Wed, 07/20/2016 - 9:50am

The Centers for Medicare and Medicaid Services (CMS) implemented hierarchical condition category (HCC) models in 2004 to adjust payments to Medicare Advantage (MA) plans to reflect enrollees' expected health care costs. We use Verisk Health's diagnostic cost group (DxCG) Medicare models, refined "descendants" of the same HCC framework with 189 comprehensive clinical categories available to CMS in 2004, to reveal 2 mispricing errors resulting from CMS' implementation. One comes from ignoring all diagnostic information for "new enrollees" (those with less than 12 months of prior claims). Another comes from continuing to use the simplified models that were originally adopted in response to assertions from some capitated health plans that submitting the claims-like data that facilitate richer models was too burdensome. Even the main CMS model being used in 2014 recognizes only 79 condition categories, excluding many diagnoses and merging conditions with somewhat heterogeneous costs. Omitted conditions are typically lower cost or "vague" and not easily audited from simplified data submissions. In contrast, DxCG Medicare models use a comprehensive, 394-HCC classification system. Applying both models to Medicare's 2010-2011 fee-for-service 5% sample, we find mispricing and lower predictive accuracy for the CMS implementation. For example, in 2010, 13% of beneficiaries had at least 1 higher cost DxCG-recognized condition but no CMS-recognized condition; their 2011 actual costs averaged US$6628, almost one-third more than the CMS model prediction. As MA plans must now supply encounter data, CMS should consider using more refined and comprehensive (DxCG-like) models.

Arrhythmia discrimination using a smart phone

Wed, 07/20/2016 - 9:50am

We hypothesize that our smartphone-based arrhythmia discrimination algorithm with data acquisition approach reliably differentiates between normal sinus rhythm (NSR), atrial fibrillation (AF), premature ventricular contractions (PVCs) and premature atrial contraction (PACs) in a diverse group of patients having these common arrhythmias. We combine root mean square of successive RR differences and Shannon entropy with Poincare plot (or turning point ratio method) and pulse rise and fall times to increase the sensitivity of AF discrimination and add new capabilities of PVC and PAC identification. To investigate the capability of the smartphone-based algorithm for arrhythmia discrimination, 99 subjects, including 88 study participants with AF at baseline and in NSR after electrical cardioversion, as well as seven participants with PACs and four with PVCs were recruited. Using a smartphone, we collected 2-min pulsatile time series from each recruited subject. This clinical application results show that the proposed method detects NSR with specificity of 0.9886, and discriminates PVCs and PACs from AF with sensitivities of 0.9684 and 0.9783, respectively.

Combined measure of neighborhood food and physical activity environments and weight-related outcomes: The CARDIA study

Wed, 07/20/2016 - 9:49am

Engagement in healthy lifestyle behaviors likely reflects access to a diverse and synergistic set of food and physical activity resources, yet most research examines discrete characteristics. We characterized neighborhoods with respect to their composition of features, and quantified associations with diet, physical activity (PA), body mass index (BMI), and insulin resistance (IR) in a longitudinal biracial cohort (n=4143; aged 25-37; 1992-2006). We used latent class analysis to derive population-density-specific ( < vs. > /=1750 people per sq km) clusters of neighborhood indicators: road connectivity, parks and PA facilities, and food stores/restaurants. In lower population density areas, a latent class with higher food and PA resource diversity (relative to other clusters) was significantly associated with higher diet quality. In higher population density areas, a cluster with relatively more natural food/specialty stores; fewer convenience stores; and more PA resources was associated with higher diet quality. Neighborhood clusters were inconsistently associated with BMI and IR, and not associated with fast food consumption, walking, biking, or running.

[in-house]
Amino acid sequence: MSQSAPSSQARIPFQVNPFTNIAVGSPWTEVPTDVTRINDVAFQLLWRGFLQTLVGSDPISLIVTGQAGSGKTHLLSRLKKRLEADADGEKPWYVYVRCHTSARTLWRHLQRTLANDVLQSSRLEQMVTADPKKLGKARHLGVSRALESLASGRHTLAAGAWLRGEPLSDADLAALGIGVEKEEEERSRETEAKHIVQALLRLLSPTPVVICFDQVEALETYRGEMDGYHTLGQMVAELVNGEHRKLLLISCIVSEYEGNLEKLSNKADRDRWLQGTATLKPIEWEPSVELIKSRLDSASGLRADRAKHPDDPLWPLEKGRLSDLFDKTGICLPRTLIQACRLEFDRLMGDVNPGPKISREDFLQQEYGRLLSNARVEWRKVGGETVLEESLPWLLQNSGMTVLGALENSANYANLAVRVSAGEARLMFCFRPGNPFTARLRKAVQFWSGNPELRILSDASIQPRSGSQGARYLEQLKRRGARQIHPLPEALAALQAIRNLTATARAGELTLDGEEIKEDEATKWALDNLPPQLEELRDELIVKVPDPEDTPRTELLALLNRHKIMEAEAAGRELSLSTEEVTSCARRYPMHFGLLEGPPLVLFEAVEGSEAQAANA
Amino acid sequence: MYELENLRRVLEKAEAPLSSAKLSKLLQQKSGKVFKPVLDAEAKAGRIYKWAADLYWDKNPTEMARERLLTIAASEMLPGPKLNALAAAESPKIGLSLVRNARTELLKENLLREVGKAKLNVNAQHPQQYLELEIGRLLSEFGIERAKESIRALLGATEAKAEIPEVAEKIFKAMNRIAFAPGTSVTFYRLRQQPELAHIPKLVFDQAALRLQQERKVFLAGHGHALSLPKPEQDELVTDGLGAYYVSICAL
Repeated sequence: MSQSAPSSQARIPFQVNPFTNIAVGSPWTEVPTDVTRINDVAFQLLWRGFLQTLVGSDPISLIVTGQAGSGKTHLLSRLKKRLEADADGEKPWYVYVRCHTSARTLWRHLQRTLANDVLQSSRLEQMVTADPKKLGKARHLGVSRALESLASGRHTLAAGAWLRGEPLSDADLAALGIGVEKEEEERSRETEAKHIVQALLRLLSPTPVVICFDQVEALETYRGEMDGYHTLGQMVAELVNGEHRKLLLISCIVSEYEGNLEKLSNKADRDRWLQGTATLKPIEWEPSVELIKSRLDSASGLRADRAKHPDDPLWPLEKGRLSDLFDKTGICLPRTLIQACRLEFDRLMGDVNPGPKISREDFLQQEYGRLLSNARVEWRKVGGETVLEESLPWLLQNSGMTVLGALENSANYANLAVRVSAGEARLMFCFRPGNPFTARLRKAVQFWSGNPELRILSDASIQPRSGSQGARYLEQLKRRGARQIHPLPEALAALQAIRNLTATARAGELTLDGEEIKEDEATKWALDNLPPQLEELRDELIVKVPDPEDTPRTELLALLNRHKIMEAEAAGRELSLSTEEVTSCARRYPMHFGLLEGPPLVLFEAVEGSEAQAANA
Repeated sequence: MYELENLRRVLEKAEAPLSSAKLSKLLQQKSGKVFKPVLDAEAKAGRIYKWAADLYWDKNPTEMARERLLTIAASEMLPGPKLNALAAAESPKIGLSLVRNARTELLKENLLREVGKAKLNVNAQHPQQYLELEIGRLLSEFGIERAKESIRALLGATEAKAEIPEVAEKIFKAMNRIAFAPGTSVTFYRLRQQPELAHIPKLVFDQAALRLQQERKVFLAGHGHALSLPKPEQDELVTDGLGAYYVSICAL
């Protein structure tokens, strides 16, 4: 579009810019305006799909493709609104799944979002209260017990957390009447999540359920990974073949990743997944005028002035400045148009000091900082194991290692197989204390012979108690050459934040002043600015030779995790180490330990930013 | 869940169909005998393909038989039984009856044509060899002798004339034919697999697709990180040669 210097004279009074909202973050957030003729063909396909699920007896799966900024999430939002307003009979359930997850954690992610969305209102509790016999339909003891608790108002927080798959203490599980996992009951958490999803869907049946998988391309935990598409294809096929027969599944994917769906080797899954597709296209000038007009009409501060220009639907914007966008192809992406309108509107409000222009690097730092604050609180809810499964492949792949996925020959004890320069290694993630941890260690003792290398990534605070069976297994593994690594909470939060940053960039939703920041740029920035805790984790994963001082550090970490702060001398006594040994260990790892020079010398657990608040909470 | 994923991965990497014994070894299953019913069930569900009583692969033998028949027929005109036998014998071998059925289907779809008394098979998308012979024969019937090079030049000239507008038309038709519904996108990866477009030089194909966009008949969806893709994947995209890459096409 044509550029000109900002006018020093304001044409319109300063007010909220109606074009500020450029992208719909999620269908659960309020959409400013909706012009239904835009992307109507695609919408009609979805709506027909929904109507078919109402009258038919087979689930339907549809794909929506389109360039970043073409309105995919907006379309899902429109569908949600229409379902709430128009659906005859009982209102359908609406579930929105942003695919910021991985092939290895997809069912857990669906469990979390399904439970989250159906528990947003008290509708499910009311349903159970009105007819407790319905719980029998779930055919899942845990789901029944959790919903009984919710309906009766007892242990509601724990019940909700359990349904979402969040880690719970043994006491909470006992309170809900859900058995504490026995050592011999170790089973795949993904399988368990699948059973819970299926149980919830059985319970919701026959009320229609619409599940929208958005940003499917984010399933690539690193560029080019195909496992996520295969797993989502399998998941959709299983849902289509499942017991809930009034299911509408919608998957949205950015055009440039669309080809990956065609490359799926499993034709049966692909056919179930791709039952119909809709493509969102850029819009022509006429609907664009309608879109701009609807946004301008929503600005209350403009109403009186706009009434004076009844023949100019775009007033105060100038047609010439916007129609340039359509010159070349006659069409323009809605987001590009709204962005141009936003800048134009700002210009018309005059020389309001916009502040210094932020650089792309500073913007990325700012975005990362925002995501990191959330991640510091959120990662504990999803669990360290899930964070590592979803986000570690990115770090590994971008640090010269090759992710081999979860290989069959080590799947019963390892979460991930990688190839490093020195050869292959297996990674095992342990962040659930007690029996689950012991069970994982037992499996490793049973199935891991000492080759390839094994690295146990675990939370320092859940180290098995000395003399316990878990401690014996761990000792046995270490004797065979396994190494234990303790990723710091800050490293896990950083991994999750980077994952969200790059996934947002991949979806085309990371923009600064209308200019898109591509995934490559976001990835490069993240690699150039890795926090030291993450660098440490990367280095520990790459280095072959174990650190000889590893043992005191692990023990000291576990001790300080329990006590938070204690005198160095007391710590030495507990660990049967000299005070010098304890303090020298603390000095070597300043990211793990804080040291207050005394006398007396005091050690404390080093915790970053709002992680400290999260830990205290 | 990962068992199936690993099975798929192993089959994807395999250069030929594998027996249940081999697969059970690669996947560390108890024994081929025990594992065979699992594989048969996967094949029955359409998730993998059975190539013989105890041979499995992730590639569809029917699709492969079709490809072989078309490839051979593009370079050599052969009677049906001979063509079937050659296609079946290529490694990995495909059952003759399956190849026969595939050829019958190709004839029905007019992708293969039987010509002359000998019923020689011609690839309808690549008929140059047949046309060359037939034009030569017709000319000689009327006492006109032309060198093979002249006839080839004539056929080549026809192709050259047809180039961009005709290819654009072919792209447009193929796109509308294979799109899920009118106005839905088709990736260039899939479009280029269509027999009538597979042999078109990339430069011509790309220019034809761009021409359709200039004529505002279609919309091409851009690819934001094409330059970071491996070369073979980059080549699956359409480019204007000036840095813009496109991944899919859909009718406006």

Sleep disturbance and longitudinal risk of inflammation: Moderating influences of social integration and social isolation in the Coronary Artery Risk Development in Young Adults (CARDIA) study

Wed, 07/20/2016 - 9:49am

Both sleep disturbance and social isolation increase the risk for morbidity and mortality. Systemic inflammation is suspected as a potential mechanism of these associations. However, the complex relationships between sleep disturbance, social isolation, and inflammation have not been examined in a population-based longitudinal study. This study examined the longitudinal association between sleep disturbance and systemic inflammation, and the moderating effects of social isolation on this association. The CARDIA study is a population-based longitudinal study conducted in four US cities. Sleep disturbance - i.e., insomnia complaints and short sleep duration - was assessed in 2962 African-American and White adults at baseline (2000-2001, ages 33-45years). Circulating C-reactive protein (CRP) was measured at baseline and follow-up (2005-2006). Interleukin-6 (IL-6) and subjective and objective social isolation (i.e., feelings of social isolation and social network size) were measured at follow-up. Sleep disturbance was a significant predictor of inflammation five years later after full adjustment for covariates (adjusted betas: 0.048, P=0.012 for CRP; 0.047, P=0.017 for IL-6). Further adjustment for baseline CRP revealed that sleep disturbance also impacted the longitudinal change in CRP levels over five years (adjusted beta: 0.044, P=0.013). Subjective social isolation was a significant moderator of this association between sleep disturbance and CRP (adjusted beta 0.131, P=0.002). Sleep disturbance was associated with heightened systemic inflammation in a general population over a five-year follow-up, and this association was significantly stronger in those who reported feelings of social isolation. Clinical interventions targeting sleep disturbances may be a potential avenue for reducing inflammation, particularly in individuals who feel socially isolated.